MASTERTON, James (1715-77), of Newton, Stirling.

Published in The History of Parliament: the House of Commons 1754-1790, ed. L. Namier, J. Brooke., 1964
Available from Boydell and Brewer



1768 - 1774

Family and Education

b. 9 Sept. 1715, 1st surv. s. of John Masterton, Edinburgh merchant, of the Parkmill, Clackmannan family, by Katherine Eedington or Edinton. unm.

Offices Held

Lt. 1 Ft. 1742, capt. 1755; lt.-col. 1761 as dep. adjt. gen. [I]; barrackmaster for Scotland 1769.


As aide-de-camp to Cumberland during the ’45, Masterton was in a position to recommend his close friend Lawrence Dundas for army contracts. ‘His good sense first suggested the scheme by which the whole of an immense fortune was acquired. His advice if it had been followed would have saved the half of it.’1 While Dundas was making a fortune in the German war, Masterton was serving with his regiment, from which, when it was posted to Portugal, he retired in 1762, remaining in Ireland as deputy adjutant general.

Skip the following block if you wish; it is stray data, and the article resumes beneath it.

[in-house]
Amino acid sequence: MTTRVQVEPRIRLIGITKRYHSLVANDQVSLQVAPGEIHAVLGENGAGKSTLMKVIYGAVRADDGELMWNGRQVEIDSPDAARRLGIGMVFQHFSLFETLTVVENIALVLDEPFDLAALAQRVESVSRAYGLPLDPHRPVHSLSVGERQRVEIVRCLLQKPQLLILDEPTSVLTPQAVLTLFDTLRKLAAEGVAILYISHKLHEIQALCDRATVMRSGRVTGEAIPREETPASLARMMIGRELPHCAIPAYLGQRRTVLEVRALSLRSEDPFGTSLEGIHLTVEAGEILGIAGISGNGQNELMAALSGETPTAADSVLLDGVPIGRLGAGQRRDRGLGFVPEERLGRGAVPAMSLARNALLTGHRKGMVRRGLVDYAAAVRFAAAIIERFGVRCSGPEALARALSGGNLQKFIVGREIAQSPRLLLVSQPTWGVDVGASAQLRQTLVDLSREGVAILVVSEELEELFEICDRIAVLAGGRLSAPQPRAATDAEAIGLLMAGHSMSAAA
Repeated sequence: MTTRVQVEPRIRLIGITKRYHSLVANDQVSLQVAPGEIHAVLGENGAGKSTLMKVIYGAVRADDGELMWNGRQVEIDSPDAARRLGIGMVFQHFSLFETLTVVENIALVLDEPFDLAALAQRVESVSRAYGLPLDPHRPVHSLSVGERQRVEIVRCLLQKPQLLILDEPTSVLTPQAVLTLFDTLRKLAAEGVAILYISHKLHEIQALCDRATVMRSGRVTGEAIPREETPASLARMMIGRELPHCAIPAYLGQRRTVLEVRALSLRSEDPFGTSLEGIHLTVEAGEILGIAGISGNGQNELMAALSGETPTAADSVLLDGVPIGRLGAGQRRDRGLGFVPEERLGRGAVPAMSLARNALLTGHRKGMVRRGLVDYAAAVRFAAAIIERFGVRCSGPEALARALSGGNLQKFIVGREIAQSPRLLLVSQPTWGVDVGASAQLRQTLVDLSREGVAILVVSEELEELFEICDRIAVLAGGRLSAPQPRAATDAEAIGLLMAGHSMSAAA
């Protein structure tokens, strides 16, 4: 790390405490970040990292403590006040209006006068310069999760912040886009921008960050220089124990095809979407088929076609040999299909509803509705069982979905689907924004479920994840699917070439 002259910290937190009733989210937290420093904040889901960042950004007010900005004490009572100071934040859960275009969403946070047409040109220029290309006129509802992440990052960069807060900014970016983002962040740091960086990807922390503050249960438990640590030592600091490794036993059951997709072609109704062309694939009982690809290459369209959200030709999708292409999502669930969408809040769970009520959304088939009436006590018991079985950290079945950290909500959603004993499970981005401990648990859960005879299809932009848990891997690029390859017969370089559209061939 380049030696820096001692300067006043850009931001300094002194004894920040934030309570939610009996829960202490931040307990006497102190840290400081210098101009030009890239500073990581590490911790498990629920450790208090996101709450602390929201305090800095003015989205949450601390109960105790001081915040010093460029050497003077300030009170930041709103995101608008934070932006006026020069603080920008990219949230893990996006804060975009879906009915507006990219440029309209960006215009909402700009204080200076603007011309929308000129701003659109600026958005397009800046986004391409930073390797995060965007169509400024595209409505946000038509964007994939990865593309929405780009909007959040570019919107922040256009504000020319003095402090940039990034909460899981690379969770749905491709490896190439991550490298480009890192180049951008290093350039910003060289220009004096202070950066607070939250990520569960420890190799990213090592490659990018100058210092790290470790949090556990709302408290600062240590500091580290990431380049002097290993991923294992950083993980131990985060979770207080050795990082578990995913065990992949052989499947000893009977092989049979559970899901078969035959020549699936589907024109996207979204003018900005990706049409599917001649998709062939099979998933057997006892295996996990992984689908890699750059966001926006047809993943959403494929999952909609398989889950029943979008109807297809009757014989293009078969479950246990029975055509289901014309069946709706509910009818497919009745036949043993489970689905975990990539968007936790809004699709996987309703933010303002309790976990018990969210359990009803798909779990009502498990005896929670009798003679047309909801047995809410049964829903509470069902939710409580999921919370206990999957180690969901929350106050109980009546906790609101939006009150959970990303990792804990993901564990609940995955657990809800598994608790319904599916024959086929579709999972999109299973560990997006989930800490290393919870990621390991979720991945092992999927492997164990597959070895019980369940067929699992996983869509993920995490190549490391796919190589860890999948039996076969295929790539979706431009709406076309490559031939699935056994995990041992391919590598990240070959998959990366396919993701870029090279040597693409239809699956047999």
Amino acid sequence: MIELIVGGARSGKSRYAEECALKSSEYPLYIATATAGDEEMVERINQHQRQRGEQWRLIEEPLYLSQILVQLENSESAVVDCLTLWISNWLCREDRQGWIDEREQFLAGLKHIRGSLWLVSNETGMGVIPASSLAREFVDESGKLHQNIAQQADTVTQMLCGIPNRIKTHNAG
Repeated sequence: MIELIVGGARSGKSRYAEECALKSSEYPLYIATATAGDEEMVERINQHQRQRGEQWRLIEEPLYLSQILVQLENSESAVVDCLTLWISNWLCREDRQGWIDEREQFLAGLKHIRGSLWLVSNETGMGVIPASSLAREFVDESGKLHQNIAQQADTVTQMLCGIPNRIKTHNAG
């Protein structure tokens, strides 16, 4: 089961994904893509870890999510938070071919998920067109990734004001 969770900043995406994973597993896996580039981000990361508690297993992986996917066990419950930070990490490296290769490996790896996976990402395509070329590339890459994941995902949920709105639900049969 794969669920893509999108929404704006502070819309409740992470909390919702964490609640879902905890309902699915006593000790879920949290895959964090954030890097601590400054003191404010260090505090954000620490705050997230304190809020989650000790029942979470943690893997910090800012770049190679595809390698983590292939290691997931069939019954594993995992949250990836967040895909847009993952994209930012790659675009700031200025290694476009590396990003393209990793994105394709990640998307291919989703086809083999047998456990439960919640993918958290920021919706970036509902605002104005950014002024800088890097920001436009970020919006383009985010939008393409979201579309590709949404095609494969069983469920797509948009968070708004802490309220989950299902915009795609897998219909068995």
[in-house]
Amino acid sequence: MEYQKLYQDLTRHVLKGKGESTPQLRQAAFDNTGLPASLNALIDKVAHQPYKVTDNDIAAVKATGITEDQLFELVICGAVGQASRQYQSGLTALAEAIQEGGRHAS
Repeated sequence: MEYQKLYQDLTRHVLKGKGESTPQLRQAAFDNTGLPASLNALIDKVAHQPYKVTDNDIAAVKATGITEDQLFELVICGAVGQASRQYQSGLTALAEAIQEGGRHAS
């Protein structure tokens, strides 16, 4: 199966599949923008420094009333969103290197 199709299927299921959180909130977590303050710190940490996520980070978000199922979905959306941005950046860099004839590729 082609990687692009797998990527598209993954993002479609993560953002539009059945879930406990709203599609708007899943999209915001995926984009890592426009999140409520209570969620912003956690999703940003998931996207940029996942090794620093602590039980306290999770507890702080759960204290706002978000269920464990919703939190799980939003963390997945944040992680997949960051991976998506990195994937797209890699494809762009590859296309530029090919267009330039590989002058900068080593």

Through his Edinburgh relatives, the Lawries, he helped to establish an interest which secured Dundas’s return for the capital in 1768. Dundas, in turn, brought Masterton in for Stirling Burghs and obtained for him in 1769 the appointment of barrackmaster. In Parliament he was one of Dundas’s ‘8 or 9 dead votes’, uniformly supported Administration, and apparently never spoke.

In 1774 after a violent and costly contest he was defeated by Archibald Campbell; whereupon Dundas quarrelled with him, and the petition against Campbell’s return was presented in the name not of Masterton but of Sir Alexander Gilmour.

Masterton died 7 Aug. 1777. In an anonymous broadsheet, A Letter to a Certain Baronet, published 2 Sept. 1777, the writer (probably Sir Hew Dalrymple, 2nd Bt., of North Berwick2) thus apostrophized Dundas:

God knows where Masterton is (though I hope in a very good place, as he was charitable to the poor and kind to his relations). It was a great shame to you ... to drop poor Masterton in his latter days. He was a very honest fellow who had served you so faithfully and was the best friend you ever had; but gout and opposition and their sins are apt to make greater men than you fretful and peevish.

Ref Volumes: 1754-1790

Author: Edith Lady Haden-Guest


  • 1. Anon. pamphlet, A Rhapsody by ‘A Freeman’ (pub. 9 Sept. 1777), p. 10.
  • 2. Statistical Account, ii. 566-8.